The advice below comes from a note I recently received from one of the City’s most respected recruiters.

Many of Denver’s most well-respected organizations use her to help fill open positions and she has used AH Jobs List tohelp identify talent for these positions.  She is on the front line of helping to match talented professionals with her clients every day.  She reviews resumes, cover letters, applications and works with individuals throughout the hiring process and is as much an expert at hiring as she is in the job-seeking process.


My latest search project is for a senior marketing executive at a pretty large organization here in town.  The volume of response for this position has been huge, but the quality of some of the applications has been appalling.  I think it’s bugging me more this time than for other positions because this is a marketing job, and a number of these candidates are failing to market themselves in the most basic fashion.  If they can’t market themselves effectively enough to get my attention, then I have no faith that they will be able to market my client’s services in any better fashion.

So, I am asking you to reiterate some of these basic lessons in a future version of your newsletter and in other forums in which you participate.  Here we go:

1. Cover letters are essential and MUST be tailored to the job to which you are applying.  If there is a specific name or title used in the job to which applications should be sent, then use that name or title in your letter.  Brief email introductions that accompany your resume ARE NOT cover letters.  They do not suffice to tell me why you want this job, what you know about the organization, and how your skills are directly applicable to the job being offered. And re-using the same old cover letter for every job and just changing the name of the organization will also quickly get your application dismissed.  Such letters are immediately obvious, and why should I spend time reviewing your information if you haven’t been willing to invest even a little effort in tailoring your letter and your application to this particular job and this particular organization?

2. Embedding a comprehensive cover letter in an email is also not a great idea because formatting can get all askew in the email.  Make the cover letter a separate attachment or the first page of your resume file.  Much more professional, and you can be sure the formatting, the spacing, and the page breaks work where they should.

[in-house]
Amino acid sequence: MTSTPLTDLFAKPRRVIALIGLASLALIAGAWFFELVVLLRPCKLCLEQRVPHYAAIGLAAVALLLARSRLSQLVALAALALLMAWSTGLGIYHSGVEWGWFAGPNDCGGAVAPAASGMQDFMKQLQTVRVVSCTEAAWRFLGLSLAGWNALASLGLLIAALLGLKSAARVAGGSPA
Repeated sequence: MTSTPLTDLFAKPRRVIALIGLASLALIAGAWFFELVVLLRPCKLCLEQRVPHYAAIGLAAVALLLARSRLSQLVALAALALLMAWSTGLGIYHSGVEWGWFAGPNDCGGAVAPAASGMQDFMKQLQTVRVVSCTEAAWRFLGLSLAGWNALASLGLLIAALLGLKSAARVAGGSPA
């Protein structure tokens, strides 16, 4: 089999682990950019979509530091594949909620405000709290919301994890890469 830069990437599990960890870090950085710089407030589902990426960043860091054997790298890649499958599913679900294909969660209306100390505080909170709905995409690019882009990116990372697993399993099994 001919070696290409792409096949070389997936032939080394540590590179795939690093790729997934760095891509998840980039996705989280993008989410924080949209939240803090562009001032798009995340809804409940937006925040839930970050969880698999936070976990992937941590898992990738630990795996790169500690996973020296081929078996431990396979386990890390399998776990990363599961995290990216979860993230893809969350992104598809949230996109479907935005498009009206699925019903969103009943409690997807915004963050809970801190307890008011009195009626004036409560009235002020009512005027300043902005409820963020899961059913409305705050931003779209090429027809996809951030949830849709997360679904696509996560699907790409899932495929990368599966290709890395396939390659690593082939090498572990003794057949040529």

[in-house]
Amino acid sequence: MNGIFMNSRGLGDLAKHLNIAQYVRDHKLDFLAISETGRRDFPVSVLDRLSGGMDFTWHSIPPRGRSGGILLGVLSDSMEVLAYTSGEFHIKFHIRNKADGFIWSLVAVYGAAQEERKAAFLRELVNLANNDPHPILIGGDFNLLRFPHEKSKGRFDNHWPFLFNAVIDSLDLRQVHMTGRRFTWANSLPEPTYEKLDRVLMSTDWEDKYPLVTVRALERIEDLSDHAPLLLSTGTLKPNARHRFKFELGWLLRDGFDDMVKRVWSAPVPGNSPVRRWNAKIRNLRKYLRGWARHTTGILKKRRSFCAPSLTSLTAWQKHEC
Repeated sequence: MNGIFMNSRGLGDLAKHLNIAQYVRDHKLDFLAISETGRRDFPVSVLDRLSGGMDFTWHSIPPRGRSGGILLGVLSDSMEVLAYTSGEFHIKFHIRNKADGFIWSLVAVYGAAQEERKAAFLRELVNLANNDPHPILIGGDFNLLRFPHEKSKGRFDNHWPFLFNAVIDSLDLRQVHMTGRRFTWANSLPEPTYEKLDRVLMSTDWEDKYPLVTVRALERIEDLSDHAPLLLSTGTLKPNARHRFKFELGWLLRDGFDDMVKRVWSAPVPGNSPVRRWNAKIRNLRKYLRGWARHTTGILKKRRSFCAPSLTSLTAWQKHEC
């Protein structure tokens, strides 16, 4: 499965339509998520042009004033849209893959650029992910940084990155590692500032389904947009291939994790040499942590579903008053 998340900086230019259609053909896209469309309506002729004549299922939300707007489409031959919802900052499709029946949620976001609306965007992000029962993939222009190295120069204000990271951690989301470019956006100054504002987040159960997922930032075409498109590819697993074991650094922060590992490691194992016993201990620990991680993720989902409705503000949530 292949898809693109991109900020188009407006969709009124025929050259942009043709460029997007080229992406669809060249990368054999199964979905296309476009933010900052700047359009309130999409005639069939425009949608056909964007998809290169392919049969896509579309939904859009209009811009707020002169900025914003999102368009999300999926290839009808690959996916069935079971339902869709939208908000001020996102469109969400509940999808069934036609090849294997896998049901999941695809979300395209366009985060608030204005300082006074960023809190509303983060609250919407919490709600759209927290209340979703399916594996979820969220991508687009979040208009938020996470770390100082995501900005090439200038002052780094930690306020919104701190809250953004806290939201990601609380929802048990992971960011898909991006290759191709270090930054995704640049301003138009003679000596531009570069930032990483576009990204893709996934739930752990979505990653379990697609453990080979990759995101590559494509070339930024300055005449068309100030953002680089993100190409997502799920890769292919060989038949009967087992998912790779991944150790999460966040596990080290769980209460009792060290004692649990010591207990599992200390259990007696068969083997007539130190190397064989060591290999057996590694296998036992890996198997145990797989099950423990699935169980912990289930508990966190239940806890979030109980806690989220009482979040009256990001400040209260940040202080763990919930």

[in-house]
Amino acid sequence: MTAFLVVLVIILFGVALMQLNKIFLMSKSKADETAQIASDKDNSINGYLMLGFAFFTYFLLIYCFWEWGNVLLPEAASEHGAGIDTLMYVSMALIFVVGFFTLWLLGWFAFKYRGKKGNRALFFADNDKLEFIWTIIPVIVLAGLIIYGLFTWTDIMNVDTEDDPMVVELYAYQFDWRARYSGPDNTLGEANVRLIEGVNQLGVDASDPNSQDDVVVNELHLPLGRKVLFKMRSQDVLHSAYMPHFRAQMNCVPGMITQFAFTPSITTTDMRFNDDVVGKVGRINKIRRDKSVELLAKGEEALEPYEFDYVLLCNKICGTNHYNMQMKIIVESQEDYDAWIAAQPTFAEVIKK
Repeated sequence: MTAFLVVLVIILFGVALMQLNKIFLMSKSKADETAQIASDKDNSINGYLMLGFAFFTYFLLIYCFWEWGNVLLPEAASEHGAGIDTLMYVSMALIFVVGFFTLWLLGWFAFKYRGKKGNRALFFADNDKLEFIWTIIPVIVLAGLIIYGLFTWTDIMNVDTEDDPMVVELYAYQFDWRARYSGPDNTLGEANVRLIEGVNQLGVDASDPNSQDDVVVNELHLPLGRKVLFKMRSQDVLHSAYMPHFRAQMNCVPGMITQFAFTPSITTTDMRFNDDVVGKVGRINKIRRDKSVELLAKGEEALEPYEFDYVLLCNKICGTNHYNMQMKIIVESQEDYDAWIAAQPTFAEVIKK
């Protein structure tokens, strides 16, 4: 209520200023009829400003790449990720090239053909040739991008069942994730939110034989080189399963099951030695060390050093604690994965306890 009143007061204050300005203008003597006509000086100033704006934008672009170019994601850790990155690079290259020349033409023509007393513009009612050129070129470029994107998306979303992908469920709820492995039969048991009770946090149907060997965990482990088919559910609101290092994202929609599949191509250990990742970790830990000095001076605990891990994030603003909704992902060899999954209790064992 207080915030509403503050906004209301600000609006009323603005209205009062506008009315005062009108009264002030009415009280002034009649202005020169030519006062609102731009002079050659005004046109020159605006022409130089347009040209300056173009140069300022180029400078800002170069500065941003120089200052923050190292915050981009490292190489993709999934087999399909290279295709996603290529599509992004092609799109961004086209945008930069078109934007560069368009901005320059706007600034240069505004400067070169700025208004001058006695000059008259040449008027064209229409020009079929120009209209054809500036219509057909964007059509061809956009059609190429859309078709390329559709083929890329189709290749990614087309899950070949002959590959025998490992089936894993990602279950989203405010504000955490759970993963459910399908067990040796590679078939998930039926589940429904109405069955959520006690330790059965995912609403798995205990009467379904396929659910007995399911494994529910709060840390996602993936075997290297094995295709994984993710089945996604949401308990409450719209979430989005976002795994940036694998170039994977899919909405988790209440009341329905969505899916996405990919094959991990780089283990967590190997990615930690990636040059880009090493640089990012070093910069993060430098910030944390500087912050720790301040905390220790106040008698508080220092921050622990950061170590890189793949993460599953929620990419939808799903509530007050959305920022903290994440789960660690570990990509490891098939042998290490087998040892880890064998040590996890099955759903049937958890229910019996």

3. Print everything you prepare at least once to check page breaks and spacing.  Don’t assume that what it looks like on the screen is what will appear on paper.

4. Double check and triple check that you are sending the right cover letter to the right person and that the email header information is for the right job.  Sending me a letter or an email that is addressed to another hiring manager at another organization is the quickest way for your application to be dismissed immediately with no further review.  For every 100 applications I receive, at least 5 are misaddressed.

5. If you find out about a job that interests you from a site that allows you to apply through the site, don’t do it unless it’s the only way to apply.  Some of these sites are terrible at formatting your information and aren’t always good at keeping your attachments together.  So, if you find specific instructions about who to send your information to or a direct mailbox at the hiring organization, use those instead of going through the automatic links on the site.  You can be assured that the application will come through cyberspace more cleanly.

6. Tailor your information, ALL the information provided, to the job.  If the job is for a relatively conservative organization, then don’t send the 28 page interactive presentation that summarizes all your experience.  If the job is at a hip, out-there place, then the creative, one page visual resume may be a better alternative than the traditional chronological listing.  Take the time to think about what you are sending to whom.

7. Make sure you send all the pieces required in the ad.  If I ask for a writing sample, then I want candidates to send a writing sample.  If I ask for salary information, then I need to know what your compensation range is.  Ignoring the request for a specific piece of information that has been requested in the ad doesn’t help your case.

8. If you tell me that your English grammar and punctuation skills are outstanding, then you better make sure that you haven’t made any mistakes in your materials.  Check spelling, capitalizations, and punctuation relentlessly.  And the correct way to say you are sending your materials in an email is: “Here are my cover letter and resume in application for the ________job,” not “Here is my cover letter and resume…”

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